More than half a year after Pakistan was struck by epic floods that claimed more than 2,000 lives and left 20 million homeless, AmeriCares relief work goes on, village by village, Thousands of people in remote villages are still in desperate need after their farmland, homes and livelihoods were destroyed.
AmeriCares relief worker, Riaz Khalil, recently visited the villages of Pir Sabaq, Tauda Cheena, Samanabad, and Akora Khattak to deliver supplies and check on the health needs of the hundreds of families still living in make-shift camps. The visits also often involve planning with elders, local authorities and village inhabitants to assess and plan rebuilding of health care services.
Every village has its own story – stories of survival and hope.
Near the banks of the Nowshera River and badly damaged by flooding that also knocked out its access road, Pir Sabaq is a large village with many of its 3,000 families still living in tents. Riaz met with village elders and local authorities to coordinate an AmeriCares delivery of non-food relief supplies including hygiene items, quilts and portable cooking stoves. More than 40 volunteers assisted with the distribution of supplies to more than 800 families.
Tauda Cheena and Samanabad
Along with providing deliveries of relief supplies in Tauda Cheena – another village severely damaged when the Swat River overflowed its banks – AmeriCares is working to rehabilitate the flood-damaged health facility which serves seven other area villages. Together with the building contractors, Riaz visited the clinic site where materials were being delivered so construction could begin. As part of AmeriCares commitment to help communities rebuild sustainable health care following a disaster, the three to four-month project includes supplying basic equipment and other improvements to the facility.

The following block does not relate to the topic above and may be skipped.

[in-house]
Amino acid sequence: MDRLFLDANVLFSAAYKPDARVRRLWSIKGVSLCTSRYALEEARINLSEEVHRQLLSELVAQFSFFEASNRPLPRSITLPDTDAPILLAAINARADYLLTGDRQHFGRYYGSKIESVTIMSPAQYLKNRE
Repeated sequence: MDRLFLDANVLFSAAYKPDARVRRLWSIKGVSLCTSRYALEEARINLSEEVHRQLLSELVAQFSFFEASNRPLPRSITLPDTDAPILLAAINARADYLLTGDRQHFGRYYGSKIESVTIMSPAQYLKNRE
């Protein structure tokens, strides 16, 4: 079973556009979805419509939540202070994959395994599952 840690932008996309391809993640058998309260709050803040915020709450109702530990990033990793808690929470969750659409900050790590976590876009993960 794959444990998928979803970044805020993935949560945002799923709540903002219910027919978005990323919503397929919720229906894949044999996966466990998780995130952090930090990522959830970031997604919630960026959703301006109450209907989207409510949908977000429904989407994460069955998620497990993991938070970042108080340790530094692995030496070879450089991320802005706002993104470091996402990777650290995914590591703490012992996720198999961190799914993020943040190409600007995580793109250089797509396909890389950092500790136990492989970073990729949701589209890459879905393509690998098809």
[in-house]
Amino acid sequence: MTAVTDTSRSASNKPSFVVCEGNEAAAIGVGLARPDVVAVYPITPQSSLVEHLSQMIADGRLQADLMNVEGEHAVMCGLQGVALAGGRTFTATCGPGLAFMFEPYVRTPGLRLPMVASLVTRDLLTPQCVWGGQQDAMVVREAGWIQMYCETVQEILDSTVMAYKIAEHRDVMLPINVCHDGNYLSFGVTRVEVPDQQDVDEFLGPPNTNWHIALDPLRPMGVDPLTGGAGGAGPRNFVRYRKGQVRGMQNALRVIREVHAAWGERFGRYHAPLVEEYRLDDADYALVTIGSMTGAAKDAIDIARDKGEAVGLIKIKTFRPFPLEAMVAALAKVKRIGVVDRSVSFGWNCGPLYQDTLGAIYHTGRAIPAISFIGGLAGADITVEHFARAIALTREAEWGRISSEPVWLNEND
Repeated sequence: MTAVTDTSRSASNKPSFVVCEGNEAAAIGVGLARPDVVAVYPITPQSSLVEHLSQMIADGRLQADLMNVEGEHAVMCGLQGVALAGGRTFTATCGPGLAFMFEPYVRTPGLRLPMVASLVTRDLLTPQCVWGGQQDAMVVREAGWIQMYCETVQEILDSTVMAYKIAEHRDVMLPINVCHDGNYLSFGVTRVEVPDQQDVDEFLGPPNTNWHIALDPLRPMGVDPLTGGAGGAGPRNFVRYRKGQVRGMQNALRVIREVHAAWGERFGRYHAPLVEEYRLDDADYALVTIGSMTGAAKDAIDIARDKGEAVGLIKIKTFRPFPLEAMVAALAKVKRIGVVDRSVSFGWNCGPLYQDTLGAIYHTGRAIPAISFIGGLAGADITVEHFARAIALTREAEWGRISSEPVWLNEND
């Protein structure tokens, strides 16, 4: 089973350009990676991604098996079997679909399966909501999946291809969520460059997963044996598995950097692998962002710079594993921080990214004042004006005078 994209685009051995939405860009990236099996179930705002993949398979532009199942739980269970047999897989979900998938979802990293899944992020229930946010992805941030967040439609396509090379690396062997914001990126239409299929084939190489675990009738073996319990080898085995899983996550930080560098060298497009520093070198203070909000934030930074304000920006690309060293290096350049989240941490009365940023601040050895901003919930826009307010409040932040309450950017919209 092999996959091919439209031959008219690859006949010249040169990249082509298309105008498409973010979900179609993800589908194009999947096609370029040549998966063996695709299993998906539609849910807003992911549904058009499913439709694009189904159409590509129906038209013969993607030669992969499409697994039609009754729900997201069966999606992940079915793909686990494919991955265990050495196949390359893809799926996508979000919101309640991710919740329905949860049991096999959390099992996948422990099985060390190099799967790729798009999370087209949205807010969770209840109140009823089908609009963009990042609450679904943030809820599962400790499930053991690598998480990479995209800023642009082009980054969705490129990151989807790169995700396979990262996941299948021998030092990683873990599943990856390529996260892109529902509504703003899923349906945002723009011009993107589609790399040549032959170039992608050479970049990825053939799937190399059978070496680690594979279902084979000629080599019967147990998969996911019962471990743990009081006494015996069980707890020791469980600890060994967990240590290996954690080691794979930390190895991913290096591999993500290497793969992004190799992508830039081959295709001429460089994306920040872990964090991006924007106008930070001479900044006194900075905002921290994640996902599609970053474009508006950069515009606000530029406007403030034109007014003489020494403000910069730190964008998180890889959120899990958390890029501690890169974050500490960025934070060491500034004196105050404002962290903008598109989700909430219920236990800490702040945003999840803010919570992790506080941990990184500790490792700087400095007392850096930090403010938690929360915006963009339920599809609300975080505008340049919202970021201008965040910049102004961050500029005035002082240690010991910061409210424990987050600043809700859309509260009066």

In the village of Samanabad and two other nearby smaller communities on the Swat River bank, many houses are still in damaged condition. Homes nearest the river were completely destroyed and families lost everything. Riaz visited the area, which has a population of about 20,000 people, and spoke with a social worker who explained that while many delegations from other aid organizations and the government had visited after the disaster, the people in this village had not received any assistance. Based on his needs assessment, 250 to 270 families are in desperate need of relief supplies, and Riaz is working with village elders to bring AmeriCares aid as quickly as possible to them.
And on through the flood-ravaged land, Riaz and AmeriCares continue the long-term relief process – keeping promises, rebuilding lives.